How to Prevent Heat–Related Illnesses at Work

How to Prevent Heat–Related Illnesses at Work

Published by Mila Adamovica on Aug 15th 2017

The weather is heating up. Outdoor sun and indoor heat at the workplace are dangerous because they lead to health issues ranging from not feeling well to life-threatening health conditions. OSHA encourages employers to know the following symptoms associated with heat-related illnesses:
  • Heat rash happens when sweat glands become blocked.
  • Heat cramps in muscles appear after strenuous work because sweating causes dehydration and loss of electrolytes.
  • Heat swelling (edema) in legs and hands is a result of prolonged sitting or standing in hot weather conditions.
  • Heat stress (tetany seizure) is caused by short periods of stress in hot environments.
  • Fainting (syncope) generally happens when the blood vessels dilate and body fluids move down into the legs.
  • Heat exhaustion (prostration) develops when a person is working under hot conditions without drinking enough water.
  • Heatstroke is a life-threatening medical emergency that happens when the body fails to regulate its own temperature.
The National Weather Service lists a daily heat index to alert people of the risks related to the air temperature and the humidity. It is extremely important to monitor heat indexes in closed indoor spaces like warehouses, for example, where high humidity adds to high temperatures and increases negative effect on workers’ health. A heat index of 80°F - 89°F may cause fatigue; 90°F - 104°F may cause heat cramps, heat exhaustion; 105°F to 129°F may cause heat cramps, heat exhaustion, and heatstroke; 130°F or higher may cause heatstroke.

Water. Rest. Shade.

Most heat-related illnesses can be prevented by keeping the body cool and avoiding dehydration. The following simple-to-implement steps work really well:
  1. Drink plenty of water frequently.
  2. Schedule working outside for the early mornings or late evenings to avoid the exposure to the highest temperatures.
  3. If you have to stand or sit for a long time in a hot environment, flex your muscles often to regulate the blood flow.
  4. Take frequent breaks in a shade or by a fan.

Heat Stress Prevention Equipment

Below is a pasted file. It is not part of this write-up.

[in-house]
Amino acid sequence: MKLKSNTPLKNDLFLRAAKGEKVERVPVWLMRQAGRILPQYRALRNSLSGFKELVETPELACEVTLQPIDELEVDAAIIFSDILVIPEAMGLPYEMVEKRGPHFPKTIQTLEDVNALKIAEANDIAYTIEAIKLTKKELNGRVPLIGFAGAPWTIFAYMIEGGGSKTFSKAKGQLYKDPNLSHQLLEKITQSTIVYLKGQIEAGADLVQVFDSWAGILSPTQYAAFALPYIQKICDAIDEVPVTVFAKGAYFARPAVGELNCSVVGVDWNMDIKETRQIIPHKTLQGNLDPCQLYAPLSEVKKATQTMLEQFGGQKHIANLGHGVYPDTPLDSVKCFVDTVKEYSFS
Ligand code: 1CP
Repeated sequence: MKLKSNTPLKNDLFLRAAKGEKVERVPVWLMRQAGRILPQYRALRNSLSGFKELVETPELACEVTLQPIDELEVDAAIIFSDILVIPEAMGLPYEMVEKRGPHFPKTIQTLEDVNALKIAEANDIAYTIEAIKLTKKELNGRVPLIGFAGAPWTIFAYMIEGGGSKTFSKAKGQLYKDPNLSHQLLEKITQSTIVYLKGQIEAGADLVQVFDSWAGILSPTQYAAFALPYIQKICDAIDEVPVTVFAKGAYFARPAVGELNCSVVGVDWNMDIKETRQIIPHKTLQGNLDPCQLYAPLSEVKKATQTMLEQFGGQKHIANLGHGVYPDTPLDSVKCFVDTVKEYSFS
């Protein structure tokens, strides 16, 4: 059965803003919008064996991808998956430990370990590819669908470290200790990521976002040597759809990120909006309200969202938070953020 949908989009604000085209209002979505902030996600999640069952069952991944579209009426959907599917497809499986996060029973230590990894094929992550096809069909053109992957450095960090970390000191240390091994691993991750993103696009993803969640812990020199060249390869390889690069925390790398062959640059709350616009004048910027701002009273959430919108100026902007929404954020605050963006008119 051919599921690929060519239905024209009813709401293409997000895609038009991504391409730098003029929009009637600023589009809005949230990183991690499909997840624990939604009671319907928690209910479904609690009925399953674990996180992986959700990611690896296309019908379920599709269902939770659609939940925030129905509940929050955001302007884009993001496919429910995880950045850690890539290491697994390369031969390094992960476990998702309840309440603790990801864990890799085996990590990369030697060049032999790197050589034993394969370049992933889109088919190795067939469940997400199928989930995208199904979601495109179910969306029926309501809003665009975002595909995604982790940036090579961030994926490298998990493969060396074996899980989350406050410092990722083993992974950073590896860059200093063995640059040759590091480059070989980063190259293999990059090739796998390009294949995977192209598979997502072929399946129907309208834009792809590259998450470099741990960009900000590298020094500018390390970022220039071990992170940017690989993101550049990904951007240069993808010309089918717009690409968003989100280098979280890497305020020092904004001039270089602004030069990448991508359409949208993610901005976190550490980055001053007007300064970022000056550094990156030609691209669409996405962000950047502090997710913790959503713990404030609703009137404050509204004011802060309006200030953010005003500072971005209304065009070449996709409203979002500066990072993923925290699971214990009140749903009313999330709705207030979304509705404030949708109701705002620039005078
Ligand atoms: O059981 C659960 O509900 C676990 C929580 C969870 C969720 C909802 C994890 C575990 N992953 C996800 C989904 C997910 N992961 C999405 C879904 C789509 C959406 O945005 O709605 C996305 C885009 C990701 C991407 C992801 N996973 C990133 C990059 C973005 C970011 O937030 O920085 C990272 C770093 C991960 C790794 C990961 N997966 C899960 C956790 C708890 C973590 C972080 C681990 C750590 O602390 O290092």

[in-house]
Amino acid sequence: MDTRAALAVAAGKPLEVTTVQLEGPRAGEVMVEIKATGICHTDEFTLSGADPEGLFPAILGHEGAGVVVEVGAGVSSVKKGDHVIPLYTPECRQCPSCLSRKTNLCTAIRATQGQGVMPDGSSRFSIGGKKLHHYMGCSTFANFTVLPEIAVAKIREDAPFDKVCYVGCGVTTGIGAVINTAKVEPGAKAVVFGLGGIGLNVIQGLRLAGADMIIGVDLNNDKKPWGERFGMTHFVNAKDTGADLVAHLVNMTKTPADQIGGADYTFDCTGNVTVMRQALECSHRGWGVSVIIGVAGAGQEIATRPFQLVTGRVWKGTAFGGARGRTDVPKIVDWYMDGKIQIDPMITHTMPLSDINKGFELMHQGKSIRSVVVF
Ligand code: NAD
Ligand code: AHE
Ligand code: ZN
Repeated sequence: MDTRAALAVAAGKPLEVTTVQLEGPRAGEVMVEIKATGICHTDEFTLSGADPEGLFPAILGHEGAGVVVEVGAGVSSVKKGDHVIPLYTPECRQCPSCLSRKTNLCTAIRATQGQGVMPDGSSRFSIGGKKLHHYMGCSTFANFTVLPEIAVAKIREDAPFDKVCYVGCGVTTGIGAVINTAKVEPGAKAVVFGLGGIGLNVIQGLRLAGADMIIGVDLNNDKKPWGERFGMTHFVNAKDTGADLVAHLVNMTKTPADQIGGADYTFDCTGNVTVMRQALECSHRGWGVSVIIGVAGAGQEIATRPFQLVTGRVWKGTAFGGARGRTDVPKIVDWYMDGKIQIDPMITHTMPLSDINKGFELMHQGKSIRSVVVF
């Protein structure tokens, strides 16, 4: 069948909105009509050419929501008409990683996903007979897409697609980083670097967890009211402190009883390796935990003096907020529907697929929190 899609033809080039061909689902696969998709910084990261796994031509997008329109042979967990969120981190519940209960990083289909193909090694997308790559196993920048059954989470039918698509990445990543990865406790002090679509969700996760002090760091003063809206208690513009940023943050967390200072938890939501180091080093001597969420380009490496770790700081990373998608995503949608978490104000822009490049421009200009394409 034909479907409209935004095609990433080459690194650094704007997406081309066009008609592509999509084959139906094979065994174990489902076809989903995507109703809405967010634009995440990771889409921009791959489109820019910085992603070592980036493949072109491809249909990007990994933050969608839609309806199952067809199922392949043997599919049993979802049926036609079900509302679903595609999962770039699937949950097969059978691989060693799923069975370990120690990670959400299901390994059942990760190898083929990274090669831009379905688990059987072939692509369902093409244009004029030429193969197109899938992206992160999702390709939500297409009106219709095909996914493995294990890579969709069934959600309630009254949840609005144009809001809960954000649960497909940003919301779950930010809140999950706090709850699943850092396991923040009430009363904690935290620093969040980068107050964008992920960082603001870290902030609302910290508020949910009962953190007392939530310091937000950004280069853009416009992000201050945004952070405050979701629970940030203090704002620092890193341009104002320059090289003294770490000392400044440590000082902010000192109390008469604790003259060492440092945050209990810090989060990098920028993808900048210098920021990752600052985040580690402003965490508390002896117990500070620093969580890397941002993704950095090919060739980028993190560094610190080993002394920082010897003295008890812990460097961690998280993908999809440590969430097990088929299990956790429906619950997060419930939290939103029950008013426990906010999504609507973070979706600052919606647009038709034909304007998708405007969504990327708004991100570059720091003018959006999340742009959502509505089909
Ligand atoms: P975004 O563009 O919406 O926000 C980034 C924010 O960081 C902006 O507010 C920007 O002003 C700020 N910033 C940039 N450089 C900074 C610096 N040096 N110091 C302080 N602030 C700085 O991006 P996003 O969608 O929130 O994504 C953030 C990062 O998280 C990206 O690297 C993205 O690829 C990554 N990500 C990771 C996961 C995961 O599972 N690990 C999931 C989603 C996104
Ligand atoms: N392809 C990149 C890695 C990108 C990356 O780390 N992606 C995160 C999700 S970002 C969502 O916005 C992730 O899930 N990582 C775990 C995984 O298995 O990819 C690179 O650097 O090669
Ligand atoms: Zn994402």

OSHA states that controlling indoor environments through adequate airflow and ventilation is an important method of improving air temperature and quality and preventing heat-related illnesses. Areas, where there is typically not enough ventilation, include confined spaces and other indoor areas without windows, like parking garages, hangars, and warehouses. Working in environments without continuous air flow makes people extremely vulnerable to the dangers of heat. We recommend using the following indoor and outdoor ventilation equipment that eliminates the threat of developing heat-related illnesses by increasing the air flow: Allegro-Ventilation The 16 inch Confined Space Fan is a flexible tool that keeps your work area safe with fresh air. You can easily ventilate large confined spaces with this blower. The powerful fan works great for extraction as well as for aeration purposes, letting you quickly expel fumes, and increase the natural air level in enclosed spaces. It is perfect for a wide range of applications: explosive/flammable petrochemical operations (oil rigs, refineries, and gas works), wastewater management, sewer access, and chemical tank maintenance. ECKO K20 Ventilation Blower The ECKO K20 Ventilation Blower is a rugged, economical industrial fan. Designed for confined space ventilation, the K20 comes with a chemical- and UV-resistant molded polyethylene housing, and attaches easily to the ECKO-FLEX ducting. RamFan UB20 The lightweight RamFan UB20 is our most popular blower. The double-walled housing is molded from a UV-resistant polyethylene making it dent-resistant and corrosion-proof. It meets stringent outdoor use requirements - CSA/UL (AC model) and is extremely quiet compared to other ventilators. Add a polypropylene blade, tough nylon motor mount, and thru-bolted motor, and this unit becomes even more powerful. It is ideal for shipyards, utilities, contractors, and rescue teams. OSHA calls ventilation one of the most important engineering controls available to maintain a safe work environment. If you have questions about the size or the capacity of the blower that’s right for your application, give our Customer Service team a call at 800-829-9580, or visit us online: www.pksafety.com. References: Cooling Your Home with Fans and Ventilation Excessive Heat at Work: How to Prevent Indoor Heat Illness  Heat-Related Illnesses – Prevention Heat Related Illness National Athletic Trainers' Association Position Statement: Exertional Heat Illnesses